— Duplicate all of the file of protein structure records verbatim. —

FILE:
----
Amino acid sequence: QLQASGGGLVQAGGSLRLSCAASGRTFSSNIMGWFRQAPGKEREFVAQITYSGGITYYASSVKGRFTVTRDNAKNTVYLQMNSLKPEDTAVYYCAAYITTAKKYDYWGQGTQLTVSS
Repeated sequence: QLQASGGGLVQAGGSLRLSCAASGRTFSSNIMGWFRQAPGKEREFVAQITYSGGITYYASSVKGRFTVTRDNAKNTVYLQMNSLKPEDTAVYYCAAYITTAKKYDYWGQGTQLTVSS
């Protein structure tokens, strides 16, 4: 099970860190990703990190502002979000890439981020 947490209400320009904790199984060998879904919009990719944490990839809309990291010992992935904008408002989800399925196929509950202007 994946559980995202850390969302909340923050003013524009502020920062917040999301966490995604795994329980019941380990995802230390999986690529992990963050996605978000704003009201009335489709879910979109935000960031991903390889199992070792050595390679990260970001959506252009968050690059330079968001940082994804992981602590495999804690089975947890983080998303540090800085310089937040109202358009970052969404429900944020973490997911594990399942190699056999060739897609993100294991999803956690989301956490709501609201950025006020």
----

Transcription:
Amino acid sequence: QLQASGGGLVQAGGSLRLSCAASGRTFSSNIMGWFRQAPGKEREFVAQITYSGGITYYASSVKGRFTVTRDNAKNTVYLQMNSLKPEDTAVYYCAAYITTAKKYDYWGQGTQLTVSS
Repeated sequence: QLQASGGGLVQAGGSLRLSCAASGRTFSSNIMGWFRQAPGKEREFVAQITYSGGITYYASSVKGRFTVTRDNAKNTVYLQMNSLKPEDTAVYYCAAYITTAKKYDYWGQGTQLTVSS
């Protein structure tokens, strides 16, 4: 099970860190990703990190502002979000890439981020 947490209400320009904790199984060998879904919009990719944490990839809309990291010992992935904008408002989800399925196929509950202007 994946559980995202850390969302909340923050003013524009502020920062917040999301966490995604795994329980019941380990995802230390999986690529992990963050996605978000704003009201009335489709879910979109935000960031991903390889199992070792050595390679990260970001959506252009968050690059330079968001940082994804992981602590495999804690089975947890983080998303540090800085310089937040109202358009970052969404429900944020973490997911594990399942190699056999060739897609993100294991999803956690989301956490709501609201950025006020």